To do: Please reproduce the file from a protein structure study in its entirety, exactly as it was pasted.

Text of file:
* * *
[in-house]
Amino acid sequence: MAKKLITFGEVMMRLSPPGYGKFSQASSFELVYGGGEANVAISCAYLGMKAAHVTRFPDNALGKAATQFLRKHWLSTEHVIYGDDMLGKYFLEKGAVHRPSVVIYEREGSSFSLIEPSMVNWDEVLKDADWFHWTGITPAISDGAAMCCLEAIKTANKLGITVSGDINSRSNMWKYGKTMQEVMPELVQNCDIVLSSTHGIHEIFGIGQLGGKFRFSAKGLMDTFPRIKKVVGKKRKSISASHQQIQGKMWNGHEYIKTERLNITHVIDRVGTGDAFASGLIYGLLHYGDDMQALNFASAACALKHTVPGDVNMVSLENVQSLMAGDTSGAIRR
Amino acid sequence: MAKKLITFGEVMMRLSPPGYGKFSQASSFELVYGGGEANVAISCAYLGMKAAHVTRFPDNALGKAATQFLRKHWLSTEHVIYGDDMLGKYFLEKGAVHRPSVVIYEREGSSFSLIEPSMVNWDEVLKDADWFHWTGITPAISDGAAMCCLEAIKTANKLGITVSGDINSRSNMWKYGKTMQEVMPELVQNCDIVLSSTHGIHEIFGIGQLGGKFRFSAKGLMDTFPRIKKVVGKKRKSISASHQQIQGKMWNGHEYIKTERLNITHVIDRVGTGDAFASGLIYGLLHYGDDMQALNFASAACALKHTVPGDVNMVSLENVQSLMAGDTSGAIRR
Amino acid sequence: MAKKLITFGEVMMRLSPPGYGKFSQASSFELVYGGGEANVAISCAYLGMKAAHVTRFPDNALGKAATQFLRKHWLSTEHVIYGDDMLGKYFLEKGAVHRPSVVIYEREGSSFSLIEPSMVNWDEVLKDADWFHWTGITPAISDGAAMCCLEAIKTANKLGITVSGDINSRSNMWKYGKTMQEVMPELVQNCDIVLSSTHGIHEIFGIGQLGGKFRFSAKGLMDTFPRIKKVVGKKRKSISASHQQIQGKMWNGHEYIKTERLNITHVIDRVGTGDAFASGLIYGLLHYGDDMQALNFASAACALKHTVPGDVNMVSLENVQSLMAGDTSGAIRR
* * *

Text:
[in-house]
Amino acid sequence: MAKKLITFGEVMMRLSPPGYGKFSQASSFELVYGGGEANVAISCAYLGMKAAHVTRFPDNALGKAATQFLRKHWLSTEHVIYGDDMLGKYFLEKGAVHRPSVVIYEREGSSFSLIEPSMVNWDEVLKDADWFHWTGITPAISDGAAMCCLEAIKTANKLGITVSGDINSRSNMWKYGKTMQEVMPELVQNCDIVLSSTHGIHEIFGIGQLGGKFRFSAKGLMDTFPRIKKVVGKKRKSISASHQQIQGKMWNGHEYIKTERLNITHVIDRVGTGDAFASGLIYGLLHYGDDMQALNFASAACALKHTVPGDVNMVSLENVQSLMAGDTSGAIRR
Amino acid sequence: MAKKLITFGEVMMRLSPPGYGKFSQASSFELVYGGGEANVAISCAYLGMKAAHVTRFPDNALGKAATQFLRKHWLSTEHVIYGDDMLGKYFLEKGAVHRPSVVIYEREGSSFSLIEPSMVNWDEVLKDADWFHWTGITPAISDGAAMCCLEAIKTANKLGITVSGDINSRSNMWKYGKTMQEVMPELVQNCDIVLSSTHGIHEIFGIGQLGGKFRFSAKGLMDTFPRIKKVVGKKRKSISASHQQIQGKMWNGHEYIKTERLNITHVIDRVGTGDAFASGLIYGLLHYGDDMQALNFASAACALKHTVPGDVNMVSLENVQSLMAGDTSGAIRR
Amino acid sequence: MAKKLITFGEVMMRLSPPGYGKFSQASSFELVYGGGEANVAISCAYLGMKAAHVTRFPDNALGKAATQFLRKHWLSTEHVIYGDDMLGKYFLEKGAVHRPSVVIYEREGSSFSLIEPSMVNWDEVLKDADWFHWTGITPAISDGAAMCCLEAIKTANKLGITVSGDINSRSNMWKYGKTMQEVMPELVQNCDIVLSSTHGIHEIFGIGQLGGKFRFSAKGLMDTFPRIKKVVGKKRKSISASHQQIQGKMWNGHEYIKTERLNITHVIDRVGTGDAFASGLIYGLLHYGDDMQALNFASAACALKHTVPGDVNMVSLENVQSLMAGDTSGAIRR